How to Upgrade the Improvement Planning Process for Special Education

Blog Post

By Andrew Henry

In the world of special education compliance, state officials typically give local school systems a compliance rating that focuses on whether they did, or didn’t, meet certain indicators. For the most part, it’s up to each school district to independently develop and implement a plan that will improve their numbers by the following year.

This is a pretty thin improvement process. While school systems often must submit their improvement plan to the state, there is rarely much active engagement between state and local officials in developing the plan. School district improvement plans too often focus on superficial corrective actions, instead of addressing the root cause of problems and making systemic changes that lead to real, improved outcomes.

A better special education improvement process would do two things: (1) look at comprehensive data to determine the underlying causes of noncompliance, and (2) have state and local education leaders collaborate to develop a robust improvement plan that addresses these larger systemic issues.

Identify underlying issues beneath the surface-level problem

Let’s look at process improvement through the lens of IT management, for example. In IT service management, there is a distinction between managing incidents and solving problems. A less mature IT organization focuses on each incident as a separate, discrete event that must be resolved. IT operations that are more mature look at the bigger picture, analyzing data to uncover patterns within service requests. They’re focused on addressing the root cause of incidents so these issues don’t happen again.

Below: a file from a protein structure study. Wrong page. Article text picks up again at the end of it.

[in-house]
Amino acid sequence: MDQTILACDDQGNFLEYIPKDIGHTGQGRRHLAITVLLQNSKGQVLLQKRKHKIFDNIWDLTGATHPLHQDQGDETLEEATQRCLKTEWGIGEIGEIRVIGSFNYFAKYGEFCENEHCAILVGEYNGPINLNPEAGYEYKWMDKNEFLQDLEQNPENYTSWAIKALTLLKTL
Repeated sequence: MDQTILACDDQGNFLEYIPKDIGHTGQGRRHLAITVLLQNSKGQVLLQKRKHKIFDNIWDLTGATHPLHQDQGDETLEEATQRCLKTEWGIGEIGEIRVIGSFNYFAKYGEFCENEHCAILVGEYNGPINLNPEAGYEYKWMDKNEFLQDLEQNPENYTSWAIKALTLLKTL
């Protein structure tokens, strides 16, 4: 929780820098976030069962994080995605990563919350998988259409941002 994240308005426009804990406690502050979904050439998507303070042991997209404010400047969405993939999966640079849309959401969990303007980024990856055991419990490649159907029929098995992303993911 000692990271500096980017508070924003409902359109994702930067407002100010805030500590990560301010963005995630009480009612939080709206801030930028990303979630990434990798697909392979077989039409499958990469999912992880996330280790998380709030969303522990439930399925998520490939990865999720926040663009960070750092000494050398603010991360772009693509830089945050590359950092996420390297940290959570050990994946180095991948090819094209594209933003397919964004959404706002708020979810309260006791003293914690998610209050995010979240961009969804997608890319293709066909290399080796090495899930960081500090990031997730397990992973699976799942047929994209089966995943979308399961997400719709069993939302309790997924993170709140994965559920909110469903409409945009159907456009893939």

For instance, an IT director might notice there are many more service requests for one type of server than for the others on the network. Investigating further, he or she might conclude that this server model isn’t reliable and might replace it with a more dependable model, thus resolving the larger problem.

A similar approach should be applied to special education improvement planning. When a school system is found to be noncompliant for a certain indicator, there are often multiple factors contributing to this issue. Making surface-level changes without addressing the underlying causes of the problem isn’t likely to garner deep, long-lasting results. School systems must understand the true nature of the problem and address it systematically if they want to see lasting improvement.

Suppose a school district isn’t identifying students who need an IEP in a timely enough manner. Maybe there are too many students assigned to each staff member, and adding more personnel or shuffling responsibilities might address the problem. But maybe there are other factors involved as well. For instance, maybe the district’s internal procedures need to change in order to speed along the process.

There is an opportunity to understand the true nature of the problem by thoroughly examining all of the data collected around the IEP process. How long does it take to set a meeting? How are parents invited? Where is the process breaking down, and what’s delaying it? If an LEA can answer these deeper, more probing questions, they can make sure they’re comprehensively addressing the problem.

Engage state and local leaders to make systematic change